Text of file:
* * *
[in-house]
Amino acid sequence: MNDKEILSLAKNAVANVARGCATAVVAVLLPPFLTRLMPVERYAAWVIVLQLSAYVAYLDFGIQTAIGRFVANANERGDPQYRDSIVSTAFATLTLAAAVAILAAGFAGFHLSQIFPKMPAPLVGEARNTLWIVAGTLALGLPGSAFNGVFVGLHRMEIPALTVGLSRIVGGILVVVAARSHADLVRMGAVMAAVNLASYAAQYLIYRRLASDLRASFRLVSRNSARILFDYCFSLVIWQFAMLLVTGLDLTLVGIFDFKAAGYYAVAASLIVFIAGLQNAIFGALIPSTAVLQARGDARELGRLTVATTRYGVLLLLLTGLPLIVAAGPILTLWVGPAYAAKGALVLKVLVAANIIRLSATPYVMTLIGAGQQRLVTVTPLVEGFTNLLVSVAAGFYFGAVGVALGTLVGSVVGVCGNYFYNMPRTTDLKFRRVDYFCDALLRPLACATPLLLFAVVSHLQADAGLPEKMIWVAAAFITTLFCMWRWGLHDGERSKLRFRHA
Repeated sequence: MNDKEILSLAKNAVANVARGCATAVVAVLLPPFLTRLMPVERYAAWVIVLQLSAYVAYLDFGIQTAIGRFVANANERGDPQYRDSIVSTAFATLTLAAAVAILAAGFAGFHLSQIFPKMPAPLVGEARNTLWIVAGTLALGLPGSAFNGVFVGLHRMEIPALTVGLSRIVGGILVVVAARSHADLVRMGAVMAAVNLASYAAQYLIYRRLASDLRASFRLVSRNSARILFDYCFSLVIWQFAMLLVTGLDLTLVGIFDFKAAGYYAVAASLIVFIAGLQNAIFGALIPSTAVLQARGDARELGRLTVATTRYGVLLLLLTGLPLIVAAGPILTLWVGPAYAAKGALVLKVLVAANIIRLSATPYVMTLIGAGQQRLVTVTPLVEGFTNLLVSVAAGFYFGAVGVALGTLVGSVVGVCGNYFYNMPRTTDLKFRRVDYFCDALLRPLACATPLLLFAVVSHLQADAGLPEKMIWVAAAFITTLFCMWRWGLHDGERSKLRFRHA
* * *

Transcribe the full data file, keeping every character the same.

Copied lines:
[in-house]
Amino acid sequence: MNDKEILSLAKNAVANVARGCATAVVAVLLPPFLTRLMPVERYAAWVIVLQLSAYVAYLDFGIQTAIGRFVANANERGDPQYRDSIVSTAFATLTLAAAVAILAAGFAGFHLSQIFPKMPAPLVGEARNTLWIVAGTLALGLPGSAFNGVFVGLHRMEIPALTVGLSRIVGGILVVVAARSHADLVRMGAVMAAVNLASYAAQYLIYRRLASDLRASFRLVSRNSARILFDYCFSLVIWQFAMLLVTGLDLTLVGIFDFKAAGYYAVAASLIVFIAGLQNAIFGALIPSTAVLQARGDARELGRLTVATTRYGVLLLLLTGLPLIVAAGPILTLWVGPAYAAKGALVLKVLVAANIIRLSATPYVMTLIGAGQQRLVTVTPLVEGFTNLLVSVAAGFYFGAVGVALGTLVGSVVGVCGNYFYNMPRTTDLKFRRVDYFCDALLRPLACATPLLLFAVVSHLQADAGLPEKMIWVAAAFITTLFCMWRWGLHDGERSKLRFRHA
Repeated sequence: MNDKEILSLAKNAVANVARGCATAVVAVLLPPFLTRLMPVERYAAWVIVLQLSAYVAYLDFGIQTAIGRFVANANERGDPQYRDSIVSTAFATLTLAAAVAILAAGFAGFHLSQIFPKMPAPLVGEARNTLWIVAGTLALGLPGSAFNGVFVGLHRMEIPALTVGLSRIVGGILVVVAARSHADLVRMGAVMAAVNLASYAAQYLIYRRLASDLRASFRLVSRNSARILFDYCFSLVIWQFAMLLVTGLDLTLVGIFDFKAAGYYAVAASLIVFIAGLQNAIFGALIPSTAVLQARGDARELGRLTVATTRYGVLLLLLTGLPLIVAAGPILTLWVGPAYAAKGALVLKVLVAANIIRLSATPYVMTLIGAGQQRLVTVTPLVEGFTNLLVSVAAGFYFGAVGVALGTLVGSVVGVCGNYFYNMPRTTDLKFRRVDYFCDALLRPLACATPLLLFAVVSHLQADAGLPEKMIWVAAAFITTLFCMWRWGLHDGERSKLRFRHA